How Salinity Impacts Fishing

Updated on September 22, 2022

The amount of salt changes depending on a variety of environmental factors. Heavy rains can lower salinity but some bays will always be saltier than others. Areas where rivers drain into the ocean will also naturally have lower salinity but some bays have little to no influx of freshwater. Evaporation increases salinity because it removes water and leaves the salt behind.

The salinity varies by body of water and is an important factor to consider when fishing. Salt levels impact everything from vegetation and fish behavior to corrosion on gear. Here’s what you need to know about salinity and fishing by looking at one of the saltiest coasts on earth.

Captain Mitch Fishing The Texas Coast

Salinity on The Texas Coast

Baffin Bay is famous for beautiful water, big fish, and wreaking havoc on gear. The water in Baffin Bay typically contains between 45 to 55 parts per thousand of salt but can range up to 92. The Gulf of Mexico sits at a consistent 32 parts per thousand of salt while some areas in Galveston Bay measure only 11.

With no freshwater inlets, rivers, or creeks to feed it, the salinity in baffin bay is trapped. The salinity also struggles to disperse into the nearby Laguna Madre due to minimal water exchange. These factors are what crown baffin bay as the saltiest bay in Texas.

For some fish, salinity plays a big role in where they eat and spawn. Speckled sea trout and redfish are two popular inshore species that reside in both high and low salinity. Redfish can be found from freshwater to saltwater because they only require high mineral content. Baffin Bay is famous for the population and size of speckled trout that call it home. Speckled trout and redfish live in both Galveston and Baffin Bay. Trout thrive in high salinity water while redfish only need mineral content and food.

Corrosion on Gear

Water with any amount of salinity will wear out metal given enough time. As the salinity increases the rate at which saltwater corrosion works its destructive magic also speeds up. Guides in highly saline areas from South Padre Island and Baffin Bay explain that reels, hooks, bearings, and anything short of being fully protected needs to be serviced or replaced on a monthly basis. Captain Mitch explains that even though “the reels I buy are quality, they only last me a season or two.”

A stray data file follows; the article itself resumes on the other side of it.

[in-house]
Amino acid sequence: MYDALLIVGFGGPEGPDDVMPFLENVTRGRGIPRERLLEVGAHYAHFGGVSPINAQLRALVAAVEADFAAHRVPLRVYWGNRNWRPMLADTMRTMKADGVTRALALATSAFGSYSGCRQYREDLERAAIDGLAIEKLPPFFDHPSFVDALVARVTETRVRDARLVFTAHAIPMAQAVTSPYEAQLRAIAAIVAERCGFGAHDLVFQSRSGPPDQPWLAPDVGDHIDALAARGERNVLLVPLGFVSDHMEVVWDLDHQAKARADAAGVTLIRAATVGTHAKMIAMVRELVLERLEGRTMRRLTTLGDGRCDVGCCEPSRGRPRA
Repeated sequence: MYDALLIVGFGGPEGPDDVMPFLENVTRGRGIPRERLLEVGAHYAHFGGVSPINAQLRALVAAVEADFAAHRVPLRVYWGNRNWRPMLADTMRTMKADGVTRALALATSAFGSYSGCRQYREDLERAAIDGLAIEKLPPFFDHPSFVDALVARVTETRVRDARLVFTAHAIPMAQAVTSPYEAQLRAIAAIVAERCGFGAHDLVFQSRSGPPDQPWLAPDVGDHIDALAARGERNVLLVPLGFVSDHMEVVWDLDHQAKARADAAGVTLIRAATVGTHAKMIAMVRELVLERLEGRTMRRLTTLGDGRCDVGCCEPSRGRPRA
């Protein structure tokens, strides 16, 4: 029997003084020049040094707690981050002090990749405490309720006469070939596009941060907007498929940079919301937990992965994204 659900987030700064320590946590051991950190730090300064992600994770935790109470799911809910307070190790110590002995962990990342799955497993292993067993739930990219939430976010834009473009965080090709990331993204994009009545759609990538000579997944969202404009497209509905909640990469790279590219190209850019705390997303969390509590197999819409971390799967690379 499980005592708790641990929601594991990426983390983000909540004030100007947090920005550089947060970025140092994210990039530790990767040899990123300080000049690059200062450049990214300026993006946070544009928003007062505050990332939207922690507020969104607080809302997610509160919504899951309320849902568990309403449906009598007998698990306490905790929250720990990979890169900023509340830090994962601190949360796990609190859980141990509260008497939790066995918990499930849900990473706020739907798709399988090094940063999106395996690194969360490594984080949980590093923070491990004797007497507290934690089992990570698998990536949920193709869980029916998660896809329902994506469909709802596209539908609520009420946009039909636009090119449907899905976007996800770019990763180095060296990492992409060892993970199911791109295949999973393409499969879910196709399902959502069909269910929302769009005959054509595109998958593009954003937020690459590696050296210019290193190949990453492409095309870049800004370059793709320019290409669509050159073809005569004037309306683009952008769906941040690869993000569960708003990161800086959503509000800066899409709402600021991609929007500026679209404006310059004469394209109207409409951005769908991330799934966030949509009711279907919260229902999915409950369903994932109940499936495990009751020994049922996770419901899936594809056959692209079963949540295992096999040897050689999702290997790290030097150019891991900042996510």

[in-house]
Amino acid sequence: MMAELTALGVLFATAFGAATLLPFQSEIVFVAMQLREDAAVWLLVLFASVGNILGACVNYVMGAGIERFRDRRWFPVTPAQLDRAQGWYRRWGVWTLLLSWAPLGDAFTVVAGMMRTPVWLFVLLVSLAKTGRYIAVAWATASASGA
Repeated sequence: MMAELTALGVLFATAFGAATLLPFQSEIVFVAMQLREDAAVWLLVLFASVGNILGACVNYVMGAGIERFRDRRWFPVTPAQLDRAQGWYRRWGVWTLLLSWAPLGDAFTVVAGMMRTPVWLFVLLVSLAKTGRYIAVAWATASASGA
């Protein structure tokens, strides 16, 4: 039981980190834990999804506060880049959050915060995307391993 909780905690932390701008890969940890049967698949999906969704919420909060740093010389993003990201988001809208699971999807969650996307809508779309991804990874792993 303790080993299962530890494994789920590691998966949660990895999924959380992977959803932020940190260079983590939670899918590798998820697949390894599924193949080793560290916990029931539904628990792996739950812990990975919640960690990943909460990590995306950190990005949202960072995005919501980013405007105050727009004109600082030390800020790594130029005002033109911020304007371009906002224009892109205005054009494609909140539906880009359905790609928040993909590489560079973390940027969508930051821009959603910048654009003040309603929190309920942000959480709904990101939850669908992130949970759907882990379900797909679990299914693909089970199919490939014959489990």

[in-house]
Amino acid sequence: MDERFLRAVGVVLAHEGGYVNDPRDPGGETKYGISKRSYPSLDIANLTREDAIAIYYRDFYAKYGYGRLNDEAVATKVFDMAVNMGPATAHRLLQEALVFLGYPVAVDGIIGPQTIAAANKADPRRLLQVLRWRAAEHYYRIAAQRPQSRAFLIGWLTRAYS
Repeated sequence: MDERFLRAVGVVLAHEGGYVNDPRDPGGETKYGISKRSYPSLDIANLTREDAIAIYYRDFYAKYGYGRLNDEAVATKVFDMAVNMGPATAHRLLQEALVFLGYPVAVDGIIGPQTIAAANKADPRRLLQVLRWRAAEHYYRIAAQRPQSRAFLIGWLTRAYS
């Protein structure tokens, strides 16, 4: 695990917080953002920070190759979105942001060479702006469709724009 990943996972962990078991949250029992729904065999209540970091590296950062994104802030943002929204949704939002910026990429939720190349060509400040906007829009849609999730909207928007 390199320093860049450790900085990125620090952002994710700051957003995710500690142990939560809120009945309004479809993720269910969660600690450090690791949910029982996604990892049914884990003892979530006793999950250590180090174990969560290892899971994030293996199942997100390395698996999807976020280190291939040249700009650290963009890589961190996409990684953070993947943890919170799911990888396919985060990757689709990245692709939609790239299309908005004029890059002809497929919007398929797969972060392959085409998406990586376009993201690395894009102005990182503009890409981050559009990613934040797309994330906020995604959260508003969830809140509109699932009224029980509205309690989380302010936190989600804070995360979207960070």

These conditions also cause line guides, hooks, line, and various other tackle components to degrade more quickly. The corrosion damage caused by the high saline water goes beyond fishing tackle. The salt also takes its toll on boat hulls, motors, and any exposed metal fittings. Using freshwater to flush all of your gear from boat to tackle is crucial to the longevity of the equipment you rely on.

How Salinity Impacts Fish

Scientific research has been able to show some of the ways salinity levels affect fish. For many fish, species salinity plays an important role in reproduction and survival of young fish. Studies have also discovered that salinity also impacts the growth rate and metabolism of fish species. For some fish species, higher salinity is beneficial but for others, it’s incredibly detrimental.

In extreme examples like the speckled trout and redfish in Baffin Bay, the higher salinity is beneficial physically but it’s also uninhabitable for other species creating less competition for resources. Heavy rain lowers salinity directly but it also increases the flow of freshwater into the ocean. The changes in salinity caused by freshwater push fish to find areas with more preferable conditions which is typically further inland or further away from the source.

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